These are some tried and true products that I use to make having houseplants in a small apartment easier.
Repotting and organization:
When you have a lot of plants, repotting and checking the roots of plants becomes a pretty common phenomenon. I used to get moss, soil, LECA, you name it everywhere after I did some repotting. My boyfriend was not too happy, as he often stepped on a piece of LECA, which is akin to stepping on lego - not fun.
In an attempt to stop making such a huge mess when I was doing my plant stuff, I got a tabletop tarp. This has been a gamechanger, it folds out and fits perfectly on a table, makes clean-up so much easier.
With such a large plant collection, I have accumulated a lot of plant products, terra-cotta pots, nursery pots, tools, etc. It got to the point where I could no longer house all the materials in a plastic bin, thus, I opted to get a handy metal cart to organize all my plant stuff.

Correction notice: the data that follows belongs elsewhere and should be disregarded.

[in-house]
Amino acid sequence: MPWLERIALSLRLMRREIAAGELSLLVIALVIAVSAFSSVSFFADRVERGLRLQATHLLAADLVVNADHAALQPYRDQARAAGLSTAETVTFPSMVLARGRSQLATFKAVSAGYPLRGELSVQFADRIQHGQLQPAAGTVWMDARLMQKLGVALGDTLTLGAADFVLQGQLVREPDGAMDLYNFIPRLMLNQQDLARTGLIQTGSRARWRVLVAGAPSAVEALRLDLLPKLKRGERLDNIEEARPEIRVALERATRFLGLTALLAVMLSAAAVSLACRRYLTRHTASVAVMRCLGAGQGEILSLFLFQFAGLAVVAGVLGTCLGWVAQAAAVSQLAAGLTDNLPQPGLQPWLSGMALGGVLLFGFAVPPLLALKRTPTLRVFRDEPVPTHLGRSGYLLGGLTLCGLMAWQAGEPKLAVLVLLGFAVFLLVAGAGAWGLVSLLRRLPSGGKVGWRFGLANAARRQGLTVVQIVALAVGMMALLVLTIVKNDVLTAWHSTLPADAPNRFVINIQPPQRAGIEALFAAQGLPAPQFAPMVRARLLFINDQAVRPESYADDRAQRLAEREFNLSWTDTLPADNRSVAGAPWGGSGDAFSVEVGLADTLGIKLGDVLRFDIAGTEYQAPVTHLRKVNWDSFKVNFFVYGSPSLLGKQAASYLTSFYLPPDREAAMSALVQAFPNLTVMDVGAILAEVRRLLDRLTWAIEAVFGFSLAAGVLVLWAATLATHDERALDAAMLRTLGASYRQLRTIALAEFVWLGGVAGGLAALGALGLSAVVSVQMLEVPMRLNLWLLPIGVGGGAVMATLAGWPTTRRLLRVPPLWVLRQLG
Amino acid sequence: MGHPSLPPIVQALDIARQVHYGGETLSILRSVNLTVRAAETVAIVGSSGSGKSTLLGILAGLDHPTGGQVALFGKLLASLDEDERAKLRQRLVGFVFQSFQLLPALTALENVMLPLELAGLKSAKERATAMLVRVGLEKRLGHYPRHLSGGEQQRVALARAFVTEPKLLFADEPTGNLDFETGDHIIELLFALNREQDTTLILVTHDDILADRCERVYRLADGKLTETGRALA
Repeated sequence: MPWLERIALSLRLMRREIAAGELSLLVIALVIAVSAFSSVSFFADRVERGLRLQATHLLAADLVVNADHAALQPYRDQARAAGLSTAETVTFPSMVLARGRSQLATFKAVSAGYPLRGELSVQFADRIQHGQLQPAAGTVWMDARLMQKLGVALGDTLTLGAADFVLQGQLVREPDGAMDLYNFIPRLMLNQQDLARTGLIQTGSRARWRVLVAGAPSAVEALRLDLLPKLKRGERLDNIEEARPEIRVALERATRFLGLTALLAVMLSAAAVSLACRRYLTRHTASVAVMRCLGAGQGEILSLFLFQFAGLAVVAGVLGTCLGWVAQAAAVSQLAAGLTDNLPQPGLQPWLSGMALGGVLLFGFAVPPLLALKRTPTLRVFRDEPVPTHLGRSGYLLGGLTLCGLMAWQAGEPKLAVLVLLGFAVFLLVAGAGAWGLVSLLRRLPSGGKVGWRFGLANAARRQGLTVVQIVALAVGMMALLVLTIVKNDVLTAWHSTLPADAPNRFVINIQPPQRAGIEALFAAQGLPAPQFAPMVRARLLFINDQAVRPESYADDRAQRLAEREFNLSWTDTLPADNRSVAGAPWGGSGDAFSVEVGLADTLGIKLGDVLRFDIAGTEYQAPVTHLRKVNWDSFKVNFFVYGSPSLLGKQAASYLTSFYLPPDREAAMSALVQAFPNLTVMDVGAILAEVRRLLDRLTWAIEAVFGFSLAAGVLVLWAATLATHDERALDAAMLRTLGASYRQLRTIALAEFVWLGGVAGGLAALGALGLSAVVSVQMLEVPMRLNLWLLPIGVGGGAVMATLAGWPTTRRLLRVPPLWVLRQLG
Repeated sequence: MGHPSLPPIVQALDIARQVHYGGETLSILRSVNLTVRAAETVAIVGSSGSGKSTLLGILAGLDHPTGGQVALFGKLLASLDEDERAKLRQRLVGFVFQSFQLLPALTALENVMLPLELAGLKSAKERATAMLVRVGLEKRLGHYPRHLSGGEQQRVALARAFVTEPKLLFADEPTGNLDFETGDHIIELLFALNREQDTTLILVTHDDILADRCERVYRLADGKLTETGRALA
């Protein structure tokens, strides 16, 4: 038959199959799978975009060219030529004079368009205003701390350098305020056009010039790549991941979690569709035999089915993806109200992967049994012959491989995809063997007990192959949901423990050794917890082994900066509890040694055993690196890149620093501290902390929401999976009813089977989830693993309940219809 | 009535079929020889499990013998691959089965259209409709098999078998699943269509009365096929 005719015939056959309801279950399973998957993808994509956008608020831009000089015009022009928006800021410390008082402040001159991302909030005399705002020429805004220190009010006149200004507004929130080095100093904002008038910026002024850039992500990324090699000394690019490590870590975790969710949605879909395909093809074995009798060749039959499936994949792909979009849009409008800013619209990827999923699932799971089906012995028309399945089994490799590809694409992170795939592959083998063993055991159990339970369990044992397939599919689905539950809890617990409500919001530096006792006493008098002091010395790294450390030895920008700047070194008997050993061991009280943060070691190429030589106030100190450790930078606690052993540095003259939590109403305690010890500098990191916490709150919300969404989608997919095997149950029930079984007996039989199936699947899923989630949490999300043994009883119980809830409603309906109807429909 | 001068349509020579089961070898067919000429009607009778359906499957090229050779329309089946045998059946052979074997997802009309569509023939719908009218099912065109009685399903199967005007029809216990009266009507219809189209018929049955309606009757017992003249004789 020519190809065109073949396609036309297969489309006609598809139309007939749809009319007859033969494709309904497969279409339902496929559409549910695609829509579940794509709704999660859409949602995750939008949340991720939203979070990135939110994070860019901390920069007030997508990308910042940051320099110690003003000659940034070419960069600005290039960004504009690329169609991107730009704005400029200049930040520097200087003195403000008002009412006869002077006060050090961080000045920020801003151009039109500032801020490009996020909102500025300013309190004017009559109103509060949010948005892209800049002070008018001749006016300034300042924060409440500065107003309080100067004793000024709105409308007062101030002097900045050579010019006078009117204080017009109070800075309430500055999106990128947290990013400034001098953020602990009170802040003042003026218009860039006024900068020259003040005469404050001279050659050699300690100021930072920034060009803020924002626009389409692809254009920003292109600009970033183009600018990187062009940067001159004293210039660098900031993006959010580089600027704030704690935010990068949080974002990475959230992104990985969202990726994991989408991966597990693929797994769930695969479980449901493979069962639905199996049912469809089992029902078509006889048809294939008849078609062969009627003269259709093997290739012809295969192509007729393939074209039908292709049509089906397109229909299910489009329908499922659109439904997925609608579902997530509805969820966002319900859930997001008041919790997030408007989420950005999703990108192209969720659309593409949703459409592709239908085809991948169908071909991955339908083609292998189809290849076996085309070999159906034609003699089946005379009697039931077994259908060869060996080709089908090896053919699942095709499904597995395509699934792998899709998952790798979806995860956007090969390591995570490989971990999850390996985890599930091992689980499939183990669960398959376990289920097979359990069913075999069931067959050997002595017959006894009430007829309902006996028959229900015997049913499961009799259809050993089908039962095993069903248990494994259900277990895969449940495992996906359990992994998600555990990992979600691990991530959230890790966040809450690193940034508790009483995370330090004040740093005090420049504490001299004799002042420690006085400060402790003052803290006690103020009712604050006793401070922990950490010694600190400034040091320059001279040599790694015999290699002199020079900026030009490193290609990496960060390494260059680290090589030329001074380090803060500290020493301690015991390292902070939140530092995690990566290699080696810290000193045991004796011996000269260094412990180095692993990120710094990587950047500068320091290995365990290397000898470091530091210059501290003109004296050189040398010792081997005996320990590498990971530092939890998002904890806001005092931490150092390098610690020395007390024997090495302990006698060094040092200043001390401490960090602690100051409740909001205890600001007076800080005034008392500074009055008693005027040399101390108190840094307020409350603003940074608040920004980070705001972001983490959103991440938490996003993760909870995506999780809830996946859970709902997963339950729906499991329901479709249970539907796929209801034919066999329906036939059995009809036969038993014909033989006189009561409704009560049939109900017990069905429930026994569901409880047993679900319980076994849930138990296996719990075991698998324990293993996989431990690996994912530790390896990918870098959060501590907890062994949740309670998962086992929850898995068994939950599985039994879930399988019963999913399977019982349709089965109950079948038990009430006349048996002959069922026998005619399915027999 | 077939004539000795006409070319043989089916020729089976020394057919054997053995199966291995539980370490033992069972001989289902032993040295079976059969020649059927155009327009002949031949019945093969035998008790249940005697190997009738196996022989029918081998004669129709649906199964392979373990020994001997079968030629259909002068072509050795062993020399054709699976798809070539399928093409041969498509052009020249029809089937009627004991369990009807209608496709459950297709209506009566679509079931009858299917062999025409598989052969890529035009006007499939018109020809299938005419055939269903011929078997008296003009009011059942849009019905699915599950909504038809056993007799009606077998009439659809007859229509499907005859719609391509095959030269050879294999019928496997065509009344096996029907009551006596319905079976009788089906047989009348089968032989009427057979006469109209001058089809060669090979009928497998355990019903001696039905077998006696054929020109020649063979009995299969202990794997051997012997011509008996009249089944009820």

I always use sphagnum moss for acclimating new arrival plants, rooting cuttings, and rehabbing challenging plants.
I discuss how I acclimate imported plants in this post.
To activate nodes, I like to use Keiki Cloning Paste, which contains a plant hormone called cytokinin that influences numerous aspects of plant growth including cell division and chloroplast differentiation.
Keiki Cloning Paste was originally developed for orchids. 'Keiki' means baby in Hawaiian and refers to a baby of an orchid i.e. a new plant with its own leaves and roots, an identical clone of the mother plant. I have had success waking up nodes by applying this paste. However, in my experience, it will only wake up on node on a single plant. I have applied it to multiple nodes on a philodendron wet stick and only one developed.